Planets can generate magnetic fields by vigorous convection of their molten, metallic cores. The mechanisms driving this convection, and the timescales over which planets are able to sustain an active magnetic field vary significantly for planets and asteroids within our solar system. Understanding the generation of these magnetic fields is essential for constraining the properties of the core, such as its thermal and electrical conductivity. Magnetic field signals can also be used to constrain the thermal evolution of a planet, including the time of differentiation and the onset of core solidification. The development of a stable planetary atmosphere may also be controlled by the presence of a planetary magnetic field, with significant implications for habitability.
My research investigates the magnetic field signals recorded by meteorites, lunar samples and early Earth materials. I combine a variety of experimental methods, including superconducting quantum interference device (SQUID) magnetometry and synchrotron X-ray photoemission electron microscopy (X-PEEM) to extract information about the intensity and direction of ancient magnetic fields. I also characterise the fundamental properties of magnetic carriers using electron microscopy methods, such as including electron backscatter diffraction (EBSD) in addition to micromagnetic simulations.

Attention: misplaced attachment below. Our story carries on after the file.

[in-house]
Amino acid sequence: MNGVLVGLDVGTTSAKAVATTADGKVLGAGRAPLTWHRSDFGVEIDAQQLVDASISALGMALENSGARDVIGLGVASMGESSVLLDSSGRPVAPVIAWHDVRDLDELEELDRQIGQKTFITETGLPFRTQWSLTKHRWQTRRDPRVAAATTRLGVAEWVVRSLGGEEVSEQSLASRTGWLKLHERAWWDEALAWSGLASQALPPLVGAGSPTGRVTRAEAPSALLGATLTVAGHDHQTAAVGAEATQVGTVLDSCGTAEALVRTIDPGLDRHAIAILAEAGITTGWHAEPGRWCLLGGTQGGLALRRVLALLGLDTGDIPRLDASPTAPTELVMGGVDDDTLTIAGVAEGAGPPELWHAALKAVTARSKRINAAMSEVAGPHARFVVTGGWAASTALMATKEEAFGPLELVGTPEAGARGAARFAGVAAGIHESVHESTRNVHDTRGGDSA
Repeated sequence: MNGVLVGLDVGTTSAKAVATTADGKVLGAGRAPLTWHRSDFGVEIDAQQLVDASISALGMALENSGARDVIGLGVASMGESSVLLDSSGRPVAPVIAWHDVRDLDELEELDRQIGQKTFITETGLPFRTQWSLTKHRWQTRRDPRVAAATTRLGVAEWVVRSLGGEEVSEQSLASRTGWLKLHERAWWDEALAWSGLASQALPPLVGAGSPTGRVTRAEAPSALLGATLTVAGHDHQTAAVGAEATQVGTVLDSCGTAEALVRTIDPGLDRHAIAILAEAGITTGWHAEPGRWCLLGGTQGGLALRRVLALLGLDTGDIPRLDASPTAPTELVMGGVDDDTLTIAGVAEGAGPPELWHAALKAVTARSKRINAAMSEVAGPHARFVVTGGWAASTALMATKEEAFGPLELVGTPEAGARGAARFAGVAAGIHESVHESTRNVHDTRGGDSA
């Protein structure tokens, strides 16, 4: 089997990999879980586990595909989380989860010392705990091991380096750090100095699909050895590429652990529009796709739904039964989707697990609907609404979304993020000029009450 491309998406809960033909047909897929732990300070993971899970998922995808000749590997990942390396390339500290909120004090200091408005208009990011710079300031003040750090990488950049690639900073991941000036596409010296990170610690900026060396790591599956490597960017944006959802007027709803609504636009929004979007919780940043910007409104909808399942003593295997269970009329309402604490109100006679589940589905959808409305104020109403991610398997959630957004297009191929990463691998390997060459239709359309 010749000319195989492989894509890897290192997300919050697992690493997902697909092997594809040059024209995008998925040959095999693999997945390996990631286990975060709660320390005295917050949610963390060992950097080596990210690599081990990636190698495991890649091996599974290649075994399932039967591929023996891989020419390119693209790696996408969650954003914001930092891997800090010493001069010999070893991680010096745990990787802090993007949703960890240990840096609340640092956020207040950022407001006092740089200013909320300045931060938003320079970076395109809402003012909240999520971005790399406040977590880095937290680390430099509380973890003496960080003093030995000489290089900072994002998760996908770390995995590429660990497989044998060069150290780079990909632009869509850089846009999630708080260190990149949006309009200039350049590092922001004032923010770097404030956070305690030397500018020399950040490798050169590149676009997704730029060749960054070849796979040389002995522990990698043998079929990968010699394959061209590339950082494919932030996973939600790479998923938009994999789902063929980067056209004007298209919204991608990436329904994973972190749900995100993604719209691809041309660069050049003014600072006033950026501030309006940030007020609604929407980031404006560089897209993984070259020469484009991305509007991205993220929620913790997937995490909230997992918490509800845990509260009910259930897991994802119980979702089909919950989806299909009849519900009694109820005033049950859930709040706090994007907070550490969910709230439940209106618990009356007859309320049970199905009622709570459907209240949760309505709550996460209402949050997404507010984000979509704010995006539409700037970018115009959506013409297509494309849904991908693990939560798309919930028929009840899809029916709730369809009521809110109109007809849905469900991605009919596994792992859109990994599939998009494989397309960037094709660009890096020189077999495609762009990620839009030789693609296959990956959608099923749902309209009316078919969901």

Bryson J. F. J., Nichols C. I. O., Herrero-Albillos J., Kronast F., Kasama T., Alimadadi H., van der Laan G., Nimmo F. and Harrison R. J. (2015) Long-lived magnetism from solidification-driven convection on the pallasite parent body. Nature 517, 472–475. Available at:http://dx.doi.org/10.1038/nature14114
Nichols C. I. O., Bryson J. F. J., Herrero-Albillos J., Kronast F., Nimmo F. and Harrison R. J. (2016) Pallasite Paleomagnetism: Quiescence of a Core Dynamo. Earth Planet. Sci. Lett. 441, 103–112. Available at: http://dx.doi.org/10.1016/j.epsl.2016.02.037 0012-821X
Harrison R. J., Bryson J. F. J., Nichols C. I. O. and Weiss B. P. (2017) Magnetic Mineralogy of Meteoritic Metal : Paleomagnetic Evidence for Dynamo Activity on Differentiated Planetesimals. In Planetesimals: Early Differentiation and Consequences for Planets Cambridge University Press, Cambridge. pp. 204–223. Available at: https://doi.org/10.1017/9781316339794